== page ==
Hong Kong needs new land for more homes: CE
Leung dismisses opposition lawmaker’s claim there were plenty of vacant flats across the city
" The supply obviously cannot fulfill the needs of the people and thus there is a pressing need for the government to exploit land for developments as soon as possible.”
LEUNG CHUN-YING CHIEF EXECUTIVE, WROTE ON HIS OFFICIAL BLOG OF THE HOUSING AND LAND SUPPLY ISSUE
Statistics clearly prove the pressing need to turn villages into towns to meet the city’s high demand for new homes, Chief Executive Leung Chun- ying wrote on his offi cial blog, as he dismissed claims that there are plenty of vacant apartments in town.
The article, titled “let the numbers tell the truth”, was published on Leung’s official blog on Friday.
Opponents of the North East New Territories ( NENT) development plan have long argued that there are still a large number of vacant apartments or plots in the city to meet home buyers’ demand.
Legislator Gary Fan Kwok- wai, for instance, said there were 150,000 vacant flats across the city last month. He and others in the opposition camp have advocated bulldozing a golf course to build homes instead.
Leung, citing a letter provided by Fan last month, revealed the lawmaker’s source was Next Magazine, which counted homes for the elderly, hospital beds, boarding school and even prisons as “vacant homes”.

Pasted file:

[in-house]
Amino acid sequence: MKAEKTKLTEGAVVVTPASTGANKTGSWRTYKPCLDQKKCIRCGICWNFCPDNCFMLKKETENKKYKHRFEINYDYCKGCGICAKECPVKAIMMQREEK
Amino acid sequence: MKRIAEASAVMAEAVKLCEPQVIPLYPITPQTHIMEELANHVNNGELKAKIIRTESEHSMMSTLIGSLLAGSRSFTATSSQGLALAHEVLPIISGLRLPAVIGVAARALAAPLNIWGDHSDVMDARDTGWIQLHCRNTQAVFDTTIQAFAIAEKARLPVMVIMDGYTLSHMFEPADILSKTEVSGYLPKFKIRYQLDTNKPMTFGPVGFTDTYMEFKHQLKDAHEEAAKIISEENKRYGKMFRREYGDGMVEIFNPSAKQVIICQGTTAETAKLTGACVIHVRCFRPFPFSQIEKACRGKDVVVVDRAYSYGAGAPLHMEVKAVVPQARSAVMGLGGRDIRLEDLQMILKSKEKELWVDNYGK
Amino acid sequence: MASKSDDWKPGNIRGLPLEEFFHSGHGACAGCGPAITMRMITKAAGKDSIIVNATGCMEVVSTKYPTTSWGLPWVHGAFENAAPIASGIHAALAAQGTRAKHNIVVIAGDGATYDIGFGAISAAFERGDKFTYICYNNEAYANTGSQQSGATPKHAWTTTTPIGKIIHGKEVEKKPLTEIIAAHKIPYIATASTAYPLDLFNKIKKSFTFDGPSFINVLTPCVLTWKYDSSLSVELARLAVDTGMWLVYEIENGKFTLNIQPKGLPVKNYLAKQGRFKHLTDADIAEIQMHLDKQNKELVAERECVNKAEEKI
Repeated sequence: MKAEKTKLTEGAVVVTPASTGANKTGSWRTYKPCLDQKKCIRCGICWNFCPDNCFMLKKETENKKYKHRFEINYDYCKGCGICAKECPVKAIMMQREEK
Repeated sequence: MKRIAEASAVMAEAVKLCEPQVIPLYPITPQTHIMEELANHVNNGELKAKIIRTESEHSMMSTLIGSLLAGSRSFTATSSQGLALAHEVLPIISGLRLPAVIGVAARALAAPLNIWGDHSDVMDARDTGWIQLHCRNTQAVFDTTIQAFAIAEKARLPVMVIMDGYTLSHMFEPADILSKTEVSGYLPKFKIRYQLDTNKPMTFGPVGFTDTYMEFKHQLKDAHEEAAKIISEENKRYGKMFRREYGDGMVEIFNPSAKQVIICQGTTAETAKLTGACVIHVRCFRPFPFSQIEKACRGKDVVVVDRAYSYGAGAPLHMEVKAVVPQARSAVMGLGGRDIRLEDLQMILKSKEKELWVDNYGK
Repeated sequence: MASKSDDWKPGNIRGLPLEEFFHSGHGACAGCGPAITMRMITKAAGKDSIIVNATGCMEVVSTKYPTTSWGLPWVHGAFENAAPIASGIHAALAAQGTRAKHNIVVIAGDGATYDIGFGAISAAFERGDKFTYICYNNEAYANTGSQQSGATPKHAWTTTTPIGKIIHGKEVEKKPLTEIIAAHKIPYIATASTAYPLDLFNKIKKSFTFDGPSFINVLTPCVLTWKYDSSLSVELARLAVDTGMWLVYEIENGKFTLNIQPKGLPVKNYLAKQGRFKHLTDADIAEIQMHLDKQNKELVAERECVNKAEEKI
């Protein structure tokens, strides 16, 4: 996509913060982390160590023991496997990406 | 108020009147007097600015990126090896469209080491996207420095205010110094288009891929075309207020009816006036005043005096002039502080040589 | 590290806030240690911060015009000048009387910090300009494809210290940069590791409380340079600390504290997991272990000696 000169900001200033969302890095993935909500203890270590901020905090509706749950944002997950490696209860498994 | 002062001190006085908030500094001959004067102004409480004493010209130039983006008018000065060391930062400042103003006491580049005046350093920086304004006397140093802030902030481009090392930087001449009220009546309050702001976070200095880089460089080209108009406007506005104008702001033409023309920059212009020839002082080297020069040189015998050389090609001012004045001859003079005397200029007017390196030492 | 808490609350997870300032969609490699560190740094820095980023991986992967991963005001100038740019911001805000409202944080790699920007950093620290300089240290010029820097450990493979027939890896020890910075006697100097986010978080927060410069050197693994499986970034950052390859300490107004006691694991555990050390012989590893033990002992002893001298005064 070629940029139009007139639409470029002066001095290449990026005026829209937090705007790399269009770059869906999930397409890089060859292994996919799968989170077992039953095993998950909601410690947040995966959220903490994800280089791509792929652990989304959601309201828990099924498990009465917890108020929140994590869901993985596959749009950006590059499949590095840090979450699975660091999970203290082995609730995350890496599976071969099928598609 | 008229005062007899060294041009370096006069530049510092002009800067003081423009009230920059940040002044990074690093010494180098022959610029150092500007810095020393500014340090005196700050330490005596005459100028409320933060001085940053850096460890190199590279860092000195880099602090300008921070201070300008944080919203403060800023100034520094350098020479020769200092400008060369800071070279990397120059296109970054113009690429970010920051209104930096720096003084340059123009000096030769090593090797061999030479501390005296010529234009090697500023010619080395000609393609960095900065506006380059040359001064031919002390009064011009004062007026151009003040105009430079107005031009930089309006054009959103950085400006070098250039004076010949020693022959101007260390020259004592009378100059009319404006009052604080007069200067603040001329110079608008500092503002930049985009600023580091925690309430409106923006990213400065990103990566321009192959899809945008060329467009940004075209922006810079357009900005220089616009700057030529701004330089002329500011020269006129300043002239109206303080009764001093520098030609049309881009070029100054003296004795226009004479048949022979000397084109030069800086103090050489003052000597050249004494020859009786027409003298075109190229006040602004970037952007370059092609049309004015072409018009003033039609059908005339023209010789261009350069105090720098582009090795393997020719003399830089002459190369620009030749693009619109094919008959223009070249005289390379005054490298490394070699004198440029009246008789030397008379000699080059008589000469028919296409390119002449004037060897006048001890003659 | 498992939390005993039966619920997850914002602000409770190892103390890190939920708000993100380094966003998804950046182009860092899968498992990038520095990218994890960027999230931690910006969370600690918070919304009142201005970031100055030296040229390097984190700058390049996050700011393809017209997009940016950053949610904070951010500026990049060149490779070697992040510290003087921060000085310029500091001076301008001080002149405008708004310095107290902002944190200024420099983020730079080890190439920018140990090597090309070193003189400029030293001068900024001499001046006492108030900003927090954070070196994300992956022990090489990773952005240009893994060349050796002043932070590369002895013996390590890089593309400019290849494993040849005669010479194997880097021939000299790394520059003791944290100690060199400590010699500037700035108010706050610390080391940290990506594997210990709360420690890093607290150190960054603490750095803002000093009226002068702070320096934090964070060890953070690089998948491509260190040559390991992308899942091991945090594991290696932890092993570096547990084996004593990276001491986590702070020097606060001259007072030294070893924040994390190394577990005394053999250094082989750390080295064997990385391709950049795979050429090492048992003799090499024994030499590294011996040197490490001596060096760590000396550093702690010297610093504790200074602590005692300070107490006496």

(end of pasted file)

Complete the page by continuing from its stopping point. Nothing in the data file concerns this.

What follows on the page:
“Obviously this data should not be used to assess vacancy of residential units,” Leung wrote.
Rating and Valuation Department reports, Leung pointed out, showed there were only 48,000 vacant private residential flats at the end of last year, the lowest number in a decade. Th ere were also only 3,689 public rental flats available to let.
“The supply obviously cannot fulfill the needs of the people and thus there is a pressing need for the government to exploit land for developments as soon as possible,” Leung wrote, urging Fan to support proposals to boost land supply.
Apart from the NENT plan, which will see its first apartment completed in 2022, the government also advanced public consultation for a planned new town at Hung Shui Kiu last month. An internal study is currently identifying potential sites for more new towns in the Northern New Territories.
Several demand suppressing measures are also in place to stabilize home prices. A Hong Kong Monetary Authority ( HKMA) spokesperson said there was a plan to end the stricter mortgage tests as the market has shown no sign of decline, despite sluggish trading in the real estate market.
Th e regulator’s assurance echoed pledges made earlier by the Chief Executive. Leung said on Monday that while a boost in supply is the fundamental cure of the demand shortfall, the measures are an effective control of risk if the bubble bursts.
The series of inflated stamp duties were gazetted in a “negative vetting procedure” to allow the new tax regime to come into force before the Legislative Council reads them in October. Real estate agents have recently staged campaigns to scrap the measures.